The University Occupational Health Service (UOHS) runs a Travel Clinic which provides travel advice, immunisations, and anti-malarial prophylaxis to University staff and specified non-employee eligible groups, travelling on University business. If health advice, immunisations or other prophylaxis might be required for the country where the employee will be travelling, the employee should be referred to the Travel Clinic in advance. The UOHS website provides useful advice on travel and travel tips on matters such as food and water hygiene, and insect bites.
Pre-existing medical conditions (including disability and other health matters)
Members of staff with a disability or any other pre-existing medical condition that could be potentially worsened by the proposed overseas travel/working should declare this to their line-manager (or departmental administrator). It is important that such considerations form part of the risk assessment process, and so where possible, suitable arrangements can be identified. In such cases departments are advised to contact the Safety Office and/or the UOHS for further advice. Any feasible reasonable adjustments for disability should be arranged well in advance of travel. The University’s Staff Disability Advisor may be contacted for further advice. There may also be funding available through the Access to Work scheme for a support worker, if an individual is unable to travel without assistance, although this cannot be guaranteed.
Some countries restrict the entry of people with certain medical conditions, such as previous or current mental health issues, HIV or hepatitis, and may be required to provide additional medical information such as a recent blood test before entry can be granted. Employees can check the relevant entry requirements of their specific country of travel on the government’s website.
If an employee has any of the medical conditions that may prevent them from gaining entry into the country of travel they will need to disclose their inability to travel to that country to their department as early in the process as possible. They can discuss this in confidence with their departmental administrator, so that if possible, alternative arrangements can be identified and agreed. Staff members may wish to seek advice from the University’s Staff Disability Advisor or Occupational Health before holding such discussions with their department.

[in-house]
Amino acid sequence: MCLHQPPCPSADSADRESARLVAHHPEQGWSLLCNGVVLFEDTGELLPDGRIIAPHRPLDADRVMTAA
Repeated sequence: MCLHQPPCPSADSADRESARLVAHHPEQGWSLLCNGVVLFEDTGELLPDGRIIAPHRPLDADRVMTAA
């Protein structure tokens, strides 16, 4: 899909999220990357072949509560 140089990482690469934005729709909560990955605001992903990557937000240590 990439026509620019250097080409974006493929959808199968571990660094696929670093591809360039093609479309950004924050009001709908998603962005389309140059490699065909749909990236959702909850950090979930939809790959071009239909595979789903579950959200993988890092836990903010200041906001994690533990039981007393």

Different airlines have different policies about carrying passengers with medical conditions or disabilities. The specific airline should be contacted for further advice on their policies. See also the government’s advice on travelling by plane if you are disabled.
European Health Insurance Card (EHIC)
If the UK leaves the EU without a deal this information will no longer be valid for UK citizens
An EHIC grants access to state-provided healthcare (where it is medically necessary) within the European Economic Area (EEA) countries (including Switzerland), normally at a reduced cost, or sometimes for free, depending on the country’s state provisions. Refer to the country-by-country guide to see the details of cover. The EHIC is a free card, and eligible individuals can apply by filling in the EHIC online application form.
An EHIC card does not replace and should not be used as a substitute for travel insurance (see more information under 'Insurance') and it will not cover any private medical care costs or repatriation. These cards are also time-limited and staff should check the expiry date of their EHIC prior to travelling.
For access to non-emergency healthcare, an S1 certificate may be required. The S1 certificate is the medical counterpart to the A1 certificate, which confirms that social security contributions are continuing in the home state (i.e. the UK).
See also: the NHS guide on ‘moving abroad: planning for your healthcare’
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